Statute of Frauds Laws

Where You Need a Lawyer:

(This may not be the same place you live)

At No Cost! 

 What Is the Statute of Frauds?

The Statute of Frauds is a legal principle that requires certain types of contracts must be formed in writing and signed by the parties involved.

The purpose of the Statute of Frauds is to prevent fraudulent activities and misunderstandings, ensuring that both parties to the agreement have a clear understanding of their rights and obligations. It is based on the principle that a written contract provides a reliable record of the terms agreed upon and reduces disputes arising from reliance on oral agreements.

What Types of Contracts Have to Be in Writing?

While oral contracts can be enforceable, certain types of contracts must be formed in writing to comply with the Statute of Frauds.

These generally include:

Contracts for the Sale or Transfer of Land

For example, Alice agrees to sell her piece of land to Bob. This contract must be in writing because real estate transactions involve significant rights and obligations, often accompanied by a substantial amount of money. A written agreement helps avoid disputes about the terms of the sale and provides clear evidence of the buyer’s and seller’s intentions.

Contracts that Cannot be Performed Within One Year

Suppose Charles, a famous singer, agrees to perform at Emma’s music venue exclusively for the next two years. This agreement must be in writing because it cannot be fully performed within one year. The written contract can provide clear terms about payment, performance dates, and other obligations, reducing the possibility of future disputes.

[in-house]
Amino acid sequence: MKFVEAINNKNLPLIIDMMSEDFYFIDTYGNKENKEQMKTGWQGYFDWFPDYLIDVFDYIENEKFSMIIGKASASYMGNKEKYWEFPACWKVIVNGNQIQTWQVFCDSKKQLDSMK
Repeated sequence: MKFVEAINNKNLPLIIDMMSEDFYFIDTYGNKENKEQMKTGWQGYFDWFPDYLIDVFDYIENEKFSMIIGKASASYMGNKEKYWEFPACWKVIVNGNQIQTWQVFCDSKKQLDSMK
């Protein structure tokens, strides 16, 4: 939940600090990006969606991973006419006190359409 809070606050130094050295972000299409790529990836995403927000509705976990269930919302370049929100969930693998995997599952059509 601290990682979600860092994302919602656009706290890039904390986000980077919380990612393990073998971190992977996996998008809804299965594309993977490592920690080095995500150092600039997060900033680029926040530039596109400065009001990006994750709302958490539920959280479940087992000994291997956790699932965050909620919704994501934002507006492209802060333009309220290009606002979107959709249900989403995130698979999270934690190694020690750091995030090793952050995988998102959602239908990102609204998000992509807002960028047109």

Contracts for the Sale of Goods Over a Certain Value

For instance, if Daniel agrees to sell his car worth $2000 to Helen, this contract falls under the Uniform Commercial Code’s provision requiring a written agreement for goods sold over $500.

This requirement is in place to prevent fraud and misunderstandings in transactions involving significant sums.

Contracts to Pay Another Person’s Debt

Let’s say Ian agrees to pay the debts that Jenna owes to a third party. This contract must be in writing because it involves an undertaking to answer for the duty of another person. A written contract is necessary to confirm the exact terms of the agreement and to protect the interests of all parties involved.

Contracts in Consideration of Marriage

For example, if Karen and Leo decide to get married and they agree to sign a prenuptial agreement in which they decide how their property would be divided in case of divorce, this agreement must be in writing. Such contracts require clarity on the distribution of assets, alimony, etc., and protect the interests of both parties in the event of a dissolution of the marriage.